Belize is completely different than all of its neighbors in Central America because English is the official language of Belize. All government communiques, road signs, and official documents in the country are written in English, but in practice, most residents of Belize speak Kriol as their first language. In addition, most Belizeans are fluent in two or more languages.
Sometimes spelled Creole, Kriol is much more than just a dialect of English. Although Kriol is relatively easy to parse when written, it can be difficult to understand for people who only speak standard English. However, most people in Belize can speak standard English and use it when communicating with visitors from other countries.
Another important language spoken in Belize is Spanish. Just over half the country speaks Spanish on some level, although some of it is “Kitchen Spanish,” a simplified version of the language that also includes some Kriol words. Spanish is widely spoken by Mestizos, many Maya people, and visitors and temporary residents from neighboring countries like Guatemala, Honduras, and Mexico.
Approximately ten percent of the population of Belize speaks one of three different Mayan tongues. Based on the ancient Mayan language used by the architects of the pyramids and palaces that dot the Belizean landscape, there are three different Mayan languages spoken in Belize today. These are not dialects but different languages similar to how Spanish and Italian are similar but both derive from an original source language (Latin). The two biggest Mayan languages are Q’eqchi’ and Mopan, and many Maya people in Belize also speak Spanish.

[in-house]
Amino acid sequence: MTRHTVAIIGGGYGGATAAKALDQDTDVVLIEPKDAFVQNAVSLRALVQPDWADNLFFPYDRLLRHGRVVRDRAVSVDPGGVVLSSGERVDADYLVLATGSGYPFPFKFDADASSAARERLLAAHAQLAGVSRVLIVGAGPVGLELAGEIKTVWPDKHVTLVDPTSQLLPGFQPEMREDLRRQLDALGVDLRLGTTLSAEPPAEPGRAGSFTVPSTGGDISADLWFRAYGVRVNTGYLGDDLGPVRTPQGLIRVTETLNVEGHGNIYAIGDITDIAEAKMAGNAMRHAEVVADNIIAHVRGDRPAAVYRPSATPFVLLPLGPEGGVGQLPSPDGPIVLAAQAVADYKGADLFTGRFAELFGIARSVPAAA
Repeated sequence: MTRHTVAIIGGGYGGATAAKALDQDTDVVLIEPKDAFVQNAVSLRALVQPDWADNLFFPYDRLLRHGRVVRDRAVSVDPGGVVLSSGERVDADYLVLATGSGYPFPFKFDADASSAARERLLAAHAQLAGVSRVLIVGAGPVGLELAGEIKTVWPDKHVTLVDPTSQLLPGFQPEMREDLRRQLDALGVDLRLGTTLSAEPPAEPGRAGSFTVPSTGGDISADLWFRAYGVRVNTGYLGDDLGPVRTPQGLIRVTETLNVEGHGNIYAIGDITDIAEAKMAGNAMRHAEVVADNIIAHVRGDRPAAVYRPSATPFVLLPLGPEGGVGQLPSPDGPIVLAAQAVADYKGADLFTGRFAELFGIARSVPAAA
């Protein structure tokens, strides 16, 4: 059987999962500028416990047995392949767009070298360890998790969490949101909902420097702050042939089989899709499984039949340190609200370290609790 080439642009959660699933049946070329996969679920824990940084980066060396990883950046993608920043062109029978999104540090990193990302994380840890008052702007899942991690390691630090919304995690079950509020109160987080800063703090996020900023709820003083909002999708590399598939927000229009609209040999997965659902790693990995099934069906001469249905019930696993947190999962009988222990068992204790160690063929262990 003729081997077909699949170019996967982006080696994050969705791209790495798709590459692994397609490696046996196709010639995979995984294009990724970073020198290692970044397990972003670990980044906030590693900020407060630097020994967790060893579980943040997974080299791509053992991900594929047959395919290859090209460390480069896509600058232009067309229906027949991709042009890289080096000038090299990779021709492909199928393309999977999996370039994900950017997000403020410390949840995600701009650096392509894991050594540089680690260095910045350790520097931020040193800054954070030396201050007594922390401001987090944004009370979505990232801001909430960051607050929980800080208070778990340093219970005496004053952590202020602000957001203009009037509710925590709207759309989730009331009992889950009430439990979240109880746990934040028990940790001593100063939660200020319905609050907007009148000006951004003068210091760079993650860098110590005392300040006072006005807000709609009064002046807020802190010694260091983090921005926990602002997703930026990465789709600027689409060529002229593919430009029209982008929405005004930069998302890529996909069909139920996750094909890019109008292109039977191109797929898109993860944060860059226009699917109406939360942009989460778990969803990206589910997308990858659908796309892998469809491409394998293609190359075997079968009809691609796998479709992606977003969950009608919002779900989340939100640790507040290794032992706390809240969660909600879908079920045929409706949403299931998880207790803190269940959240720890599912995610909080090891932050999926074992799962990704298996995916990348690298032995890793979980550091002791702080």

An estimated three percent of people in Belize speak German. Primarily members of the Mennonite religious community, the German spoken in Belize is an archaic form of the language known as Plattdeutsch or Low German, which can be difficult for speakers of standard (High) German to understand. Most Mennonites in Belize are bilingual in English.
Another minority language spoken in Belize is Garifuna. The Garifuna people were originally enslaved Africans taken to the Caribbean, but after escaping a shipwreck, they intermarried with local islanders. In 2001, the United Nations recognized Garifuna for its unique contributions to the intangible heritage of humanity as it has successfully preserved much of its African and indigenous Caribbean vocabulary and grammar.
Other languages spoken by people in Belize include Mandarin Chinese, Arabic (particularly the Lebanese variant), and East Indian languages such as Urdu, Bengali, Marathi, and Hindi.
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